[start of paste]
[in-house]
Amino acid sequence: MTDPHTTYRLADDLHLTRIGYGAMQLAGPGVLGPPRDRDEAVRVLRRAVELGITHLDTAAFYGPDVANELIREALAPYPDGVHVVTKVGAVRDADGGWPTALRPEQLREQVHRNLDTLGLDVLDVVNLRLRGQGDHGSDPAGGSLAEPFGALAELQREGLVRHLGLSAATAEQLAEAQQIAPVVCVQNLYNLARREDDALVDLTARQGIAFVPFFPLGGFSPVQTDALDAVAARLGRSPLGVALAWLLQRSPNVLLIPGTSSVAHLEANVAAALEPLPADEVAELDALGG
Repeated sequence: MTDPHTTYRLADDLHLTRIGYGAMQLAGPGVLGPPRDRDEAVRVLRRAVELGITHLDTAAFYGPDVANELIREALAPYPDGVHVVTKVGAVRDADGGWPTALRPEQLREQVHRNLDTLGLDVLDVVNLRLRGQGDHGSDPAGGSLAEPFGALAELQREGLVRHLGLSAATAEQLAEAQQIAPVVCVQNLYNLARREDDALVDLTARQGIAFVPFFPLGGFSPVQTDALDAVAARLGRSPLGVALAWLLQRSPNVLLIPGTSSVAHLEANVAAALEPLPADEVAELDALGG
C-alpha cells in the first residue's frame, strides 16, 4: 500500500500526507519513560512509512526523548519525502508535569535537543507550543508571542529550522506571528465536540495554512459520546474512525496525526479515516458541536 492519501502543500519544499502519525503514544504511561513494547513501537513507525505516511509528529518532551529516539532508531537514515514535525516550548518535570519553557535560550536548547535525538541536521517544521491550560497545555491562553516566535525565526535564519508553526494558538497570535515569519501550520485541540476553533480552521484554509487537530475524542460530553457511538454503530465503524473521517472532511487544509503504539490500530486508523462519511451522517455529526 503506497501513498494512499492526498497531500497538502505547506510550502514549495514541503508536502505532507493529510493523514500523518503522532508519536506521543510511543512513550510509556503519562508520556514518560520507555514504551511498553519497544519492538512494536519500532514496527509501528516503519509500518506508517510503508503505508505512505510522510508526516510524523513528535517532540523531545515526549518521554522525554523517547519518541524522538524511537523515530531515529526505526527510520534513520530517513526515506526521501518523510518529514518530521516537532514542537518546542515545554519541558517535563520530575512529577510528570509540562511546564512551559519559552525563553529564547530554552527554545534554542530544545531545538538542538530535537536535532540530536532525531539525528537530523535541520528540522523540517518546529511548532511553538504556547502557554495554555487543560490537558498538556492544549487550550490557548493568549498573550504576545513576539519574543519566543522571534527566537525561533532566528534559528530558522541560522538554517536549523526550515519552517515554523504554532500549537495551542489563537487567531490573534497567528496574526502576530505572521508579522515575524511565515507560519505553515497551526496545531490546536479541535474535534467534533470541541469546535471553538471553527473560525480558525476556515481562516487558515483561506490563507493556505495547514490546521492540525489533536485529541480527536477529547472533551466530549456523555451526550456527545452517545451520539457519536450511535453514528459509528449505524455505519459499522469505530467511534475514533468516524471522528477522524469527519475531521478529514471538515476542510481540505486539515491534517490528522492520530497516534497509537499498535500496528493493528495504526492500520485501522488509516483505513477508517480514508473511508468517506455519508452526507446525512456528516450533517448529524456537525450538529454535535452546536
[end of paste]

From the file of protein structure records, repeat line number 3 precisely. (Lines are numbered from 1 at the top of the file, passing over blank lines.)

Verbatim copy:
Repeated sequence: MTDPHTTYRLADDLHLTRIGYGAMQLAGPGVLGPPRDRDEAVRVLRRAVELGITHLDTAAFYGPDVANELIREALAPYPDGVHVVTKVGAVRDADGGWPTALRPEQLREQVHRNLDTLGLDVLDVVNLRLRGQGDHGSDPAGGSLAEPFGALAELQREGLVRHLGLSAATAEQLAEAQQIAPVVCVQNLYNLARREDDALVDLTARQGIAFVPFFPLGGFSPVQTDALDAVAARLGRSPLGVALAWLLQRSPNVLLIPGTSSVAHLEANVAAALEPLPADEVAELDALGG